My employer requires Saturday FMLA leave be made up. I was on FMLA leave for 3 weeks following heart surgery. I missed a scheduled Saturday during that time. Upon my return I was given notice that I must make up that Saturday. I refused to do it. Eventually, my employer recanted but said it was only due to my consecutive days missed. If it had been intermittent I must make up the time. Does this discourage employees from ever having to miss working a Saturday due to an FMLA situation? Absolutely.

  3. Diane A says:

    I can see where that might discourage someone from taking leave if it’s going to cause them to miss a Saturday. Unfortunately, the law doesn’t directly address “make up time” related to FMLA leave. That means there’s nothing specifically prohibiting them from the practice — short of a legal challenge from an employee who felt they couldn’t/shouldn’t take leave to which they were entitled because of the policy. The law’s lack of clarity on the issue puts both employers and employees in a tricky situation.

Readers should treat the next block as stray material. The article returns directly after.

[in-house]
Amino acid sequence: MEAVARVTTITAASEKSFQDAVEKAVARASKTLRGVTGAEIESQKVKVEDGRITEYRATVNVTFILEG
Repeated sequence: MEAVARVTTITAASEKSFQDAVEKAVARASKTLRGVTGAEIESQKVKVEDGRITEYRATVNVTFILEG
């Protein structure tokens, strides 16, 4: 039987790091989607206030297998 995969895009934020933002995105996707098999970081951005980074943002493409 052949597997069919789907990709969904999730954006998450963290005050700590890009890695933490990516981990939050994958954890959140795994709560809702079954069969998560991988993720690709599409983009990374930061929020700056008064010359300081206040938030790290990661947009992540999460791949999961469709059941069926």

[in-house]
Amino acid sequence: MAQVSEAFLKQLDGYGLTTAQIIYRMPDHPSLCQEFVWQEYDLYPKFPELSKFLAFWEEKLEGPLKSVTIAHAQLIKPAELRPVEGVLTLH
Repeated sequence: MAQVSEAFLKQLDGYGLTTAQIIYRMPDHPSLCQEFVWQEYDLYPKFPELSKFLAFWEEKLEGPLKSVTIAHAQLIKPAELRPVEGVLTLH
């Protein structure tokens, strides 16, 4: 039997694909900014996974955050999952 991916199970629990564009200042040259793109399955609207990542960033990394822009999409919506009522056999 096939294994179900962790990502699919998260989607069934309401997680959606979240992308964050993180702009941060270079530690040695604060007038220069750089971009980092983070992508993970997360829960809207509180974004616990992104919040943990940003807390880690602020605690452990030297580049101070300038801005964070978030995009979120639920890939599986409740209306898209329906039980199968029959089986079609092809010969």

4. Donna MacKersie says:

    Is it lawful for an employer to allow an employee to make up time missed for a portion of a day, but not a full day? It seems that people who miss a full day need the make-up time more than anyone, since oftentimes the day is taken for medical reasons, etc., and they can’t afford to lose the salary for a day but have no choice. Why wouldn’t an employer allow an employee to make up a full day missed if the employee wishes to do so?

    • Diane A says: